It seems to me that we are continuously bombarded with all kinds of “studies” that report what appears to be the result of painstaking scientific analysis of a subject. (A “study”, according to Webster’s, is “the results of paying careful attention to, and critical examination of, any subject, event, etc.”) One thing about “studies” is that they cover a wide variety of subjects – some of which are unusual to say the least. Here are few examples I found in “Business Insider”.
One study resulted in the following conclusion: “When you attach a weighted stick to a chicken’s butt, the chicken walks in the same manner that the dinosaurs are thought to have walked. ” Yep, that’s right, researchers somehow got funds to conduct this “critical examination” .
Care to know how long it takes the average mammal (including humans) to empty its bladder? Thanks to a groups of scientists who “studied” this question the answer is: about 21 seconds, plus or minus 13 seconds. Their study, called “Duration of urination does not change with body size,” was published May 14, 2015, in the journal PNAS. Now that’s something we simply had to know, right?
Okay, now here’s a study that sounds a bit more interesting. Apparently there may be some surprising biological benefits of “intense kissing.” Research suggests that the saliva exchange can reduce a person’s allergic response. The way this experiment was set up was: “The subject(s) kissed freely during 30 min with their lover or spouse alone in a room with closed doors while listening to soft music”. Researchers published the results in the journal Physiology & Behavior, but I couldn’t find what the “allergic response” consisted of, or how it was identified. Oh, well, I’m sure the participants didn’t care one way or the other.
Behavioral science, that is, the way people act and why they do the things they do, is a very fertile field for “studies”. They pop up like mushrooms in the spring – but which are truly mushrooms and which are poisonous toadstools? As one researcher into the reliability of such studies put it, “The most dangerous words in the English language today are, ‘studies show’ “. But how to distinguish between the valid investigations and those which simply propagate some preconceived notion is a bona fide question.
In the world of scientific, engineering, and medical research, replication, that is the capability to reproduce the results of a study, is a primary means of validation. This approach might well be used for examining behavioral studies.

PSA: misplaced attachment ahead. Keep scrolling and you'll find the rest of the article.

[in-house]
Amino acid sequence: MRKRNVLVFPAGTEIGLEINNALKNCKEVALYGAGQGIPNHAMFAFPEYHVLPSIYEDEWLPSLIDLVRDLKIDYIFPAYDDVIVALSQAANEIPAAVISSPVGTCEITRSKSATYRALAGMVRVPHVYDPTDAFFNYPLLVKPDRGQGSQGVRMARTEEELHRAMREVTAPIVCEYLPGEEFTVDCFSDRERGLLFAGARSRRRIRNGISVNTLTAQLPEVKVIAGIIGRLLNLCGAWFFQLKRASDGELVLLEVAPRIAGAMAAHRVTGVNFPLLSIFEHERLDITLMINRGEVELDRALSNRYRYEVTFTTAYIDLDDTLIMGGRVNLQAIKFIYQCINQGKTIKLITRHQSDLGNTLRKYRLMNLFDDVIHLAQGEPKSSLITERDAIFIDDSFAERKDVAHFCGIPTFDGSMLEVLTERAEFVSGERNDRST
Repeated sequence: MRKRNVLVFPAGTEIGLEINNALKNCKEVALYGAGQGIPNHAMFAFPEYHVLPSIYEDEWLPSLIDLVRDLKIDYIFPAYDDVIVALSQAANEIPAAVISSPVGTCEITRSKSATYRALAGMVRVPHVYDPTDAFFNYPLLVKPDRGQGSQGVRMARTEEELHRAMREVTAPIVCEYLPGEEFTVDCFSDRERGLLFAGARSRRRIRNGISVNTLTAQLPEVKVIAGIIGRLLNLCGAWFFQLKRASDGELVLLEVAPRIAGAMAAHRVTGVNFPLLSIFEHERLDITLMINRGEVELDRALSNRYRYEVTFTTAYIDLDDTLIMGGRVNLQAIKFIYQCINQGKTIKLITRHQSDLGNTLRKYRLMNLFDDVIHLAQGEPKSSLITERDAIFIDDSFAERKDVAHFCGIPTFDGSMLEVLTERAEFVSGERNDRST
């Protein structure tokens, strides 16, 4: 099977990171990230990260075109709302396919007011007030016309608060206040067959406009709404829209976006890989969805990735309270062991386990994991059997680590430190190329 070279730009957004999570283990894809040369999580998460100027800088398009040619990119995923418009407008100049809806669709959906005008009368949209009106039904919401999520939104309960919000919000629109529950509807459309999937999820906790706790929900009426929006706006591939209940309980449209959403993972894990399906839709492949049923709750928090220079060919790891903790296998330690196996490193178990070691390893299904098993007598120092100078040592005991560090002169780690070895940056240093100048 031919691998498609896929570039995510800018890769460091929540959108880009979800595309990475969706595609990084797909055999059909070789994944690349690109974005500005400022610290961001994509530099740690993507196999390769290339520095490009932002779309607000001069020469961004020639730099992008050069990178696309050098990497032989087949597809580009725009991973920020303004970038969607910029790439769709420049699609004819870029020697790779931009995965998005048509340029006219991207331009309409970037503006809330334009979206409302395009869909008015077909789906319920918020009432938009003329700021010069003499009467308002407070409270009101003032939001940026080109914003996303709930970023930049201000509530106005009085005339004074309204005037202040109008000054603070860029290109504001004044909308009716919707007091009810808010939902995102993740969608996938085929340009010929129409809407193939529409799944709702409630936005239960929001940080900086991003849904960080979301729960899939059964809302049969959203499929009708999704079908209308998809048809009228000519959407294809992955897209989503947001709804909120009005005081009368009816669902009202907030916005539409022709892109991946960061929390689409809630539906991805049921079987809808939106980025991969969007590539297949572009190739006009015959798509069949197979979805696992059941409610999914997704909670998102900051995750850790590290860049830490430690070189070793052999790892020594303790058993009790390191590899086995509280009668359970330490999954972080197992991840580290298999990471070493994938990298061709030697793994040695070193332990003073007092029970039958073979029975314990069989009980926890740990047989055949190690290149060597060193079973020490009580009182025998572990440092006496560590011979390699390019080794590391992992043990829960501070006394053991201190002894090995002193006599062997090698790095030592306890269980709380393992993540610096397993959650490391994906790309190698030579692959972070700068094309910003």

Mr Andy Kessler, who writes on technology and related subjects for the Wall Street Journal, cites a report in the Center for Open Research that describes a four year effort by 270 researchers who tried to reproduce 100 leading psychology experiments. They were able to reproduce the results in only 39. Oops!
Mr Kessler also cites a recently published survey of 1,576 scientists that concluded: “More than 70% of researchers have tried and failed to reproduce another scientist’s experiments. And more than half have failed to reproduce their own experiments.” How about them apples.
One of the main problems with many of these “studies” is that they are sponsored by some individual or group that has a political and/or economic agenda. To support this objective, surveys and participants are carefully chosen to reflect the desired outcome. The recent fiasco by the “scientific” polling organizations in erroneously predicting the outcome of the presidential election is an excellent example. They asked the wrong questions of the wrong people.
A second major flaw is that correlation between events is not the same as causation. Just because the wind is blowing at the same time windmills are turning does not mean the windmills cause the wind to blow. Sound silly? Yet the same kind of reasoning we find being used to justify whatever conclusions the instigator(s) want. Our country has deployed our military in many locations around the world where insurgents are attacking and killing civilians. This correlation means our troop deployment is the reason for these massacres, right?
Well, I guess one way to evaluate the results of these “studies” is to find out who paid for them and what impact the results might have on the economic or political objectives of the sponsor. Might prove interesting. At least that’s how it seems to me.
Bill Taylor is a Greene County Daily columnist and area resident, he may be contacted at firstname.lastname@example.org.